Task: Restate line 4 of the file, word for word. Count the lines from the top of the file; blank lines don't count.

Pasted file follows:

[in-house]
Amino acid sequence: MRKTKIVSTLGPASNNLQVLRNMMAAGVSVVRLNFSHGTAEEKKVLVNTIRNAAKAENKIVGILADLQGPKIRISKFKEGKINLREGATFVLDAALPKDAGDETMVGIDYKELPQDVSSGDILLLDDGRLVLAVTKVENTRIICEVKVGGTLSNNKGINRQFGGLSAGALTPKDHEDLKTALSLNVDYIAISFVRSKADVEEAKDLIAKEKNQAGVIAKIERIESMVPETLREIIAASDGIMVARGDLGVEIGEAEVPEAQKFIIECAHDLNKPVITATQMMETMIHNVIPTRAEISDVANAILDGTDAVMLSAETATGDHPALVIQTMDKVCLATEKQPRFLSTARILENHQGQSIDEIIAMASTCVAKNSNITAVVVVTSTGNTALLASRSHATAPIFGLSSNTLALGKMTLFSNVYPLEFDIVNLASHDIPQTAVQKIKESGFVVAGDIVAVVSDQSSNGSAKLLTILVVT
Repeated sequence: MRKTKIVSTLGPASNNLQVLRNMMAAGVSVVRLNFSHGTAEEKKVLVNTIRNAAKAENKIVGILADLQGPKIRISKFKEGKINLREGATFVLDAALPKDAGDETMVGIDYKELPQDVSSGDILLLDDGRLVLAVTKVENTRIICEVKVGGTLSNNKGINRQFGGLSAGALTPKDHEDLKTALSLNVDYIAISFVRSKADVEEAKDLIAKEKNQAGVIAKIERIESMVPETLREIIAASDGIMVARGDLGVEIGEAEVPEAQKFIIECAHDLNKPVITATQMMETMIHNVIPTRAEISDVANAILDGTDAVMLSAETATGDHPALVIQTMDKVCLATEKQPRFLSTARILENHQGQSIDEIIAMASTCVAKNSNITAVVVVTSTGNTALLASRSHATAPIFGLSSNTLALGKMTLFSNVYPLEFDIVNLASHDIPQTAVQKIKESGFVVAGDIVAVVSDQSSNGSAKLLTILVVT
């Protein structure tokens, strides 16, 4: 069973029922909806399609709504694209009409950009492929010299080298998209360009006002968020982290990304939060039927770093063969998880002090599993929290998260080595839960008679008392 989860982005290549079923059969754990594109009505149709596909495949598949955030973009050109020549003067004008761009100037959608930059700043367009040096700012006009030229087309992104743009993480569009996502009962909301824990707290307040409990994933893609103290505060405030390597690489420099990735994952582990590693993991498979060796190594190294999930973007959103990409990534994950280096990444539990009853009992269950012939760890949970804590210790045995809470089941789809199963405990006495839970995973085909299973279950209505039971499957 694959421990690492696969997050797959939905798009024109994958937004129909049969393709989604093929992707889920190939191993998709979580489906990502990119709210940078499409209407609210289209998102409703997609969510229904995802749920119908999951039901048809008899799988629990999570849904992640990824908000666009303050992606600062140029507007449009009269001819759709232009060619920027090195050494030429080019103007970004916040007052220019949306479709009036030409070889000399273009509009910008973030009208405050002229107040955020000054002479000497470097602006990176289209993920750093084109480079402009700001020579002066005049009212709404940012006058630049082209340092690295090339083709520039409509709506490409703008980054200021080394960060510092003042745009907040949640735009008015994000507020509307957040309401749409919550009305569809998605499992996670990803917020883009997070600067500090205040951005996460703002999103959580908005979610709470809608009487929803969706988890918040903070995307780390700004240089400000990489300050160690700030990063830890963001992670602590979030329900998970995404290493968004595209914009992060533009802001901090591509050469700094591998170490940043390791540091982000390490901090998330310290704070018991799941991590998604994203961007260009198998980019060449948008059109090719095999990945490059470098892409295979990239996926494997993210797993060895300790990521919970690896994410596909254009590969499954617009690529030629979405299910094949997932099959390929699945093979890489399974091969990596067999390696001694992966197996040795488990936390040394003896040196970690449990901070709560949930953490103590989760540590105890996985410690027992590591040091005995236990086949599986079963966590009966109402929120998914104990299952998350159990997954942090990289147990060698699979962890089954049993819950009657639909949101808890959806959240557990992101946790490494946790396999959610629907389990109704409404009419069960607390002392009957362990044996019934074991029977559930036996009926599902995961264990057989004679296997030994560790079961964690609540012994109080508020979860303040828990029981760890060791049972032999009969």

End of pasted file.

């Protein structure tokens, strides 16, 4: 069973029922909806399609709504694209009409950009492929010299080298998209360009006002968020982290990304939060039927770093063969998880002090599993929290998260080595839960008679008392 989860982005290549079923059969754990594109009505149709596909495949598949955030973009050109020549003067004008761009100037959608930059700043367009040096700012006009030229087309992104743009993480569009996502009962909301824990707290307040409990994933893609103290505060405030390597690489420099990735994952582990590693993991498979060796190594190294999930973007959103990409990534994950280096990444539990009853009992269950012939760890949970804590210790045995809470089941789809199963405990006495839970995973085909299973279950209505039971499957 694959421990690492696969997050797959939905798009024109994958937004129909049969393709989604093929992707889920190939191993998709979580489906990502990119709210940078499409209407609210289209998102409703997609969510229904995802749920119908999951039901048809008899799988629990999570849904992640990824908000666009303050992606600062140029507007449009009269001819759709232009060619920027090195050494030429080019103007970004916040007052220019949306479709009036030409070889000399273009509009910008973030009208405050002229107040955020000054002479000497470097602006990176289209993920750093084109480079402009700001020579002066005049009212709404940012006058630049082209340092690295090339083709520039409509709506490409703008980054200021080394960060510092003042745009907040949640735009008015994000507020509307957040309401749409919550009305569809998605499992996670990803917020883009997070600067500090205040951005996460703002999103959580908005979610709470809608009487929803969706988890918040903070995307780390700004240089400000990489300050160690700030990063830890963001992670602590979030329900998970995404290493968004595209914009992060533009802001901090591509050469700094591998170490940043390791540091982000390490901090998330310290704070018991799941991590998604994203961007260009198998980019060449948008059109090719095999990945490059470098892409295979990239996926494997993210797993060895300790990521919970690896994410596909254009590969499954617009690529030629979405299910094949997932099959390929699945093979890489399974091969990596067999390696001694992966197996040795488990936390040394003896040196970690449990901070709560949930953490103590989760540590105890996985410690027992590591040091005995236990086949599986079963966590009966109402929120998914104990299952998350159990997954942090990289147990060698699979962890089954049993819950009657639909949101808890959806959240557990992101946790490494946790396999959610629907389990109704409404009419069960607390002392009957362990044996019934074991029977559930036996009926599902995961264990057989004679296997030994560790079961964690609540012994109080508020979860303040828990029981760890060791049972032999009969």